San Jose Council Advances Alternative to Measure B - NBC Bay Area
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San Jose Council Advances Alternative to Measure B

City leaders OK ballot measure that would essentially bolster police staffing and recruitment

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    San Jose city leaders are putting the fate of the police department, and possibly the city's economic future, in the hands of voters. Robert Handa reports. (Published Tuesday, Aug. 9, 2016)

    San Jose city leaders are putting the fate of the police department, and possibly the city's economic future, in the hands of voters.

    The City Council on Tuesday approved an alternative pension reform proposal for the November ballot to replace the controversial Measure B approved four years ago.

    The main impact from Measure B has been a massive staffing problem in the police department, which has seen a steady decline in its number of officers.

    But Tuesday, all the former political enemies seemed to be on the same page with a new proposal to repair some of the damage.

    Now all they need to do is sell it to taxpayers.

    "This is at the same time we are seeing homicides and violent crime rise," said James Gonzales, vice president of the Police Officers Association. "This really is a critical piece."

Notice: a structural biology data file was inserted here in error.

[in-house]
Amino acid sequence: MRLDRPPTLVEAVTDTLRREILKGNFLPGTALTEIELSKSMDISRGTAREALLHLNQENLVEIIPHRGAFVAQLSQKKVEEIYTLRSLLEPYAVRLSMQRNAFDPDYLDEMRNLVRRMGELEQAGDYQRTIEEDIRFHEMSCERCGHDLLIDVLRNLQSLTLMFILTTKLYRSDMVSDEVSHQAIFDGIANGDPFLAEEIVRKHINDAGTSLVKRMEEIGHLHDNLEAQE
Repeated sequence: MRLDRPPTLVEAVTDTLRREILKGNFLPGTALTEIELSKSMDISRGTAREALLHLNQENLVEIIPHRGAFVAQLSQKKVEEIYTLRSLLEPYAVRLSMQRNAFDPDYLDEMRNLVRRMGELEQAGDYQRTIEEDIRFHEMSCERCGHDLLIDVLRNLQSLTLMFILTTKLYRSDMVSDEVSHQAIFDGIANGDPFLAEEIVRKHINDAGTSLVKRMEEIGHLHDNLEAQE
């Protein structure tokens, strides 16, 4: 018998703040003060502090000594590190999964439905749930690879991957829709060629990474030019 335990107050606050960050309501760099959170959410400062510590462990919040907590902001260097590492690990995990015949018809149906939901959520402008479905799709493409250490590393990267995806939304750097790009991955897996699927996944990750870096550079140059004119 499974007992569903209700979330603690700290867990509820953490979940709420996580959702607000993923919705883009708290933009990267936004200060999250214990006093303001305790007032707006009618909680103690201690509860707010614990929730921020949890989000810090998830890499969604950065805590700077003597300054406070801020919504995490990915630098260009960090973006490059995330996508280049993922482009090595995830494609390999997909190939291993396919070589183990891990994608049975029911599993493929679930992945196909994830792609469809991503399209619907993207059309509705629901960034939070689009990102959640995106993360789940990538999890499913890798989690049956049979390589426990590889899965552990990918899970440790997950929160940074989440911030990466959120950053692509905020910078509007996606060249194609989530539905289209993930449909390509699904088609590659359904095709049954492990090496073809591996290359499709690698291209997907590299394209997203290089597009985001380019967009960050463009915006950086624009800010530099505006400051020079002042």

The new proposal restores some pay and benefits, which the officials hope will help the department recruit.

    The City Council approved the new proposal Tuesday, with Mayor Sam Liccardo basically saying what is bound to be the message to voters if it doesn't pass.

    "We'll be in litigation for several years more, and frankly we're going to have a very difficult time hiring a police officer in this city," Liccardo said.

    The lone dissenter, Councilman Pierluigi Oliverio, said the proposal gives too much back, including a pension bump for 1,100 employees. He said new employees should be on a lower, revamped benefits level.

    "I believe the original measure passed by nearly 70 percent of the vote was the right thing to do," Oliverio said.

    The Silicon Valley Taxpayers Association agrees, saying retroactive pension benefits will drive up costs of pensions for new hires and also creates higher than average pensions for managers and department heads, compared with neighboring cities.

    Both sides are encouraging voters to extensively examine the new proposed measure.

    The measure will need a simple majority by voters to pass.

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